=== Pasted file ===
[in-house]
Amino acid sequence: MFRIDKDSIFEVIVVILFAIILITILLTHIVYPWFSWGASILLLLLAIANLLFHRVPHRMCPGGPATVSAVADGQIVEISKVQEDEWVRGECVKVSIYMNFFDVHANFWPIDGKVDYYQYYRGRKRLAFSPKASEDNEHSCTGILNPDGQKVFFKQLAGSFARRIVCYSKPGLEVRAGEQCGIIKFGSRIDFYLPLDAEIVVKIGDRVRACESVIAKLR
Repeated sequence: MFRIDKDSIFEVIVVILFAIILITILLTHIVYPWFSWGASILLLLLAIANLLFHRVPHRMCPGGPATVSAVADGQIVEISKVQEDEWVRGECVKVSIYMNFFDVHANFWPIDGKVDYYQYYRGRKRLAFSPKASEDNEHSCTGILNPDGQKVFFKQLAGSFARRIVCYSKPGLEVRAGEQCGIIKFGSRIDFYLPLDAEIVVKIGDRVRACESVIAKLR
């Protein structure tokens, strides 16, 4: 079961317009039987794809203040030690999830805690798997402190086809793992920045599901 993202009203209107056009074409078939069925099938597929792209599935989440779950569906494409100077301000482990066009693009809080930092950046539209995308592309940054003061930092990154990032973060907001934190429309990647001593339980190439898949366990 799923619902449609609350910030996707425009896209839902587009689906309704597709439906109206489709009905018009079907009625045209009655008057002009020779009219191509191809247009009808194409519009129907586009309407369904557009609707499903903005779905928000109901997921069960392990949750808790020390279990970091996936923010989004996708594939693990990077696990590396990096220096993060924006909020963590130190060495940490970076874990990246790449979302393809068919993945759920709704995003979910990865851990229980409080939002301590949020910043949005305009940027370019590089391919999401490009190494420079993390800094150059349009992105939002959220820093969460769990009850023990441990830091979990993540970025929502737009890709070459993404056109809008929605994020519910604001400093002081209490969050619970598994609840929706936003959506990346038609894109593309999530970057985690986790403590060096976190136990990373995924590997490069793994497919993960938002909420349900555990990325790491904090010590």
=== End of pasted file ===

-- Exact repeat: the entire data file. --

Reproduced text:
[in-house]
Amino acid sequence: MFRIDKDSIFEVIVVILFAIILITILLTHIVYPWFSWGASILLLLLAIANLLFHRVPHRMCPGGPATVSAVADGQIVEISKVQEDEWVRGECVKVSIYMNFFDVHANFWPIDGKVDYYQYYRGRKRLAFSPKASEDNEHSCTGILNPDGQKVFFKQLAGSFARRIVCYSKPGLEVRAGEQCGIIKFGSRIDFYLPLDAEIVVKIGDRVRACESVIAKLR
Repeated sequence: MFRIDKDSIFEVIVVILFAIILITILLTHIVYPWFSWGASILLLLLAIANLLFHRVPHRMCPGGPATVSAVADGQIVEISKVQEDEWVRGECVKVSIYMNFFDVHANFWPIDGKVDYYQYYRGRKRLAFSPKASEDNEHSCTGILNPDGQKVFFKQLAGSFARRIVCYSKPGLEVRAGEQCGIIKFGSRIDFYLPLDAEIVVKIGDRVRACESVIAKLR
């Protein structure tokens, strides 16, 4: 079961317009039987794809203040030690999830805690798997402190086809793992920045599901 993202009203209107056009074409078939069925099938597929792209599935989440779950569906494409100077301000482990066009693009809080930092950046539209995308592309940054003061930092990154990032973060907001934190429309990647001593339980190439898949366990 799923619902449609609350910030996707425009896209839902587009689906309704597709439906109206489709009905018009079907009625045209009655008057002009020779009219191509191809247009009808194409519009129907586009309407369904557009609707499903903005779905928000109901997921069960392990949750808790020390279990970091996936923010989004996708594939693990990077696990590396990096220096993060924006909020963590130190060495940490970076874990990246790449979302393809068919993945759920709704995003979910990865851990229980409080939002301590949020910043949005305009940027370019590089391919999401490009190494420079993390800094150059349009992105939002959220820093969460769990009850023990441990830091979990993540970025929502737009890709070459993404056109809008929605994020519910604001400093002081209490969050619970598994609840929706936003959506990346038609894109593309999530970057985690986790403590060096976190136990990373995924590997490069793994497919993960938002909420349900555990990325790491904090010590």